Part of Advances in Neural Information Processing Systems 35 (NeurIPS 2022) Main Conference Track
Peng Ye, Shengji Tang, Baopu Li, Tao Chen, Wanli Ouyang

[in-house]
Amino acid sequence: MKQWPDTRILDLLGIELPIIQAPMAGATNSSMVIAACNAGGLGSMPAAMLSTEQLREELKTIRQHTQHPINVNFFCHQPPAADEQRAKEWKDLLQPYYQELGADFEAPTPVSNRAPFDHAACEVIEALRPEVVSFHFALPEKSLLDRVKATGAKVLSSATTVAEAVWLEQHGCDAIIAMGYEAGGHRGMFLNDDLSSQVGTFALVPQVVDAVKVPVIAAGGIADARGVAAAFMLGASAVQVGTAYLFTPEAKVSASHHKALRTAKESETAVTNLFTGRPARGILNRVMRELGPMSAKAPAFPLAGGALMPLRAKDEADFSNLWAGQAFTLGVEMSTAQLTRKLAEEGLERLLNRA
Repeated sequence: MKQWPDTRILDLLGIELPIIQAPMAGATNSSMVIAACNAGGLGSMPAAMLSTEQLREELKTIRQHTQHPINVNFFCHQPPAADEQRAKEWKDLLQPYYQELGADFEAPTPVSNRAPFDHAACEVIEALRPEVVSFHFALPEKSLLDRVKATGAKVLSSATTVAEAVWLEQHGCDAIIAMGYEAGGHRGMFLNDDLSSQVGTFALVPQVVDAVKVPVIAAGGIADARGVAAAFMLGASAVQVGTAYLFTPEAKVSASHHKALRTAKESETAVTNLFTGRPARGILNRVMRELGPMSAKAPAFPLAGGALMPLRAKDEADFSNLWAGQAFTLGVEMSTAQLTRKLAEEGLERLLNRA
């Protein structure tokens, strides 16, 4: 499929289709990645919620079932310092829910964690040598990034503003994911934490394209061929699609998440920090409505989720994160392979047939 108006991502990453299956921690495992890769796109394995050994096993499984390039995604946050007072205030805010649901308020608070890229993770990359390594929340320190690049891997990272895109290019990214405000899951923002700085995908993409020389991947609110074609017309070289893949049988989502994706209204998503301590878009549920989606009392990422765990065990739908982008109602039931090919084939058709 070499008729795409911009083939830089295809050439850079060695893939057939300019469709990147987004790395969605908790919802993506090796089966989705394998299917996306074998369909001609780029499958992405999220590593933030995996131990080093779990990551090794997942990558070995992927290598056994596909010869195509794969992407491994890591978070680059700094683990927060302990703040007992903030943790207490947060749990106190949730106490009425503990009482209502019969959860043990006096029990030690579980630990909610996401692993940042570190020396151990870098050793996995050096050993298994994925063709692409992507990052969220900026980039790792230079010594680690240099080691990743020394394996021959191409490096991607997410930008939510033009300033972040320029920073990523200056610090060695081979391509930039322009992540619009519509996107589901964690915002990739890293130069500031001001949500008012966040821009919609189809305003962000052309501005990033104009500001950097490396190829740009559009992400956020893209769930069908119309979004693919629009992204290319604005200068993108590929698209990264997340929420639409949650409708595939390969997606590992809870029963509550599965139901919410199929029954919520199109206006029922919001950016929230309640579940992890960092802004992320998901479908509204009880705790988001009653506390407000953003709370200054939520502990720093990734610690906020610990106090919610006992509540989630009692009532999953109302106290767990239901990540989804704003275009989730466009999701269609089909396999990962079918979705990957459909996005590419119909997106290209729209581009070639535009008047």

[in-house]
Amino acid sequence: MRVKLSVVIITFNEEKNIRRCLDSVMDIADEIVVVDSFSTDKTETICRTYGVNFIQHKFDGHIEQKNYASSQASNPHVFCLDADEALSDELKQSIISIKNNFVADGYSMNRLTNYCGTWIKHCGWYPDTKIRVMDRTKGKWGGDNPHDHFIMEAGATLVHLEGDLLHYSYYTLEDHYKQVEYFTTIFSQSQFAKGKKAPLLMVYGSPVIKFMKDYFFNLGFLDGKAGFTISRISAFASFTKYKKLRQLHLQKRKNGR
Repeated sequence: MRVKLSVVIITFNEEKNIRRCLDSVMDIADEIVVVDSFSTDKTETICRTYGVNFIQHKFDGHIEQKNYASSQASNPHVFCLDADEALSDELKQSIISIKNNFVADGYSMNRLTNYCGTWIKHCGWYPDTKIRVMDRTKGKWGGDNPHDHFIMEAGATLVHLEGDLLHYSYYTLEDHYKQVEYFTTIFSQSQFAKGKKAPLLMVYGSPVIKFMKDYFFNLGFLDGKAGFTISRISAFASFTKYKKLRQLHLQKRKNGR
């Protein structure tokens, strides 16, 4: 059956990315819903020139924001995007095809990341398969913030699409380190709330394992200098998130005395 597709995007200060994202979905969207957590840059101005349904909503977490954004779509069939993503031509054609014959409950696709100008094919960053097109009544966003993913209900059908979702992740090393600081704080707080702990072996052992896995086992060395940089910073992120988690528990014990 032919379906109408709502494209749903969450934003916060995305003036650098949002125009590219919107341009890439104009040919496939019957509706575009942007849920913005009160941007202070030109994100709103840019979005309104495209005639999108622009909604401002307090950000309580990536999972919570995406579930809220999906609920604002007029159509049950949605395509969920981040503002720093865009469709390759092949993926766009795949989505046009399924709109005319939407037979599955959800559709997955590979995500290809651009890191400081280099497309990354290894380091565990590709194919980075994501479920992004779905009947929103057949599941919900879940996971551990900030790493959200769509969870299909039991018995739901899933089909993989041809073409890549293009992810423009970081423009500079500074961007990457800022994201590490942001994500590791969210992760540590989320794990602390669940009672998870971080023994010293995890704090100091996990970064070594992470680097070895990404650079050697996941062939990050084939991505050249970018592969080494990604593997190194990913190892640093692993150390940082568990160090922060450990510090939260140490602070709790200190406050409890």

Residual networks have shown great success and become indispensable in today’s deep models. In this work, we aim to re-investigate the training process of residual networks from a novel social psychology perspective of loafing, and further propose a new training strategy to strengthen the performance of residual networks. As residual networks can be viewed as ensembles of relatively shallow networks (i.e., unraveled view) in prior works, we also start from such view and consider that the final performance of a residual network is co-determined by a group of sub-networks. Inspired by the social loafing problem of social psychology, we find that residual networks invariably suffer from similar problem, where sub-networks in a residual network are prone to exert less effort when working as part of the group compared to working alone. We define this previously overlooked problem as network loafing. As social loafing will ultimately cause the low individual productivity and the reduced overall performance, network loafing will also hinder the performance of a given residual network and its sub-networks. Referring to the solutions of social psychology, we propose stimulative training, which randomly samples a residual sub-network and calculates the KL-divergence loss between the sampled sub-network and the given residual network, to act as extra supervision for sub-networks and make the overall goal consistent. Comprehensive empirical results and theoretical analyses verify that stimulative training can well handle the loafing problem, and improve the performance of a residual network by improving the performance of its sub-networks. The code is available at https://github.com/Sunshine-Ye/NIPS22-ST.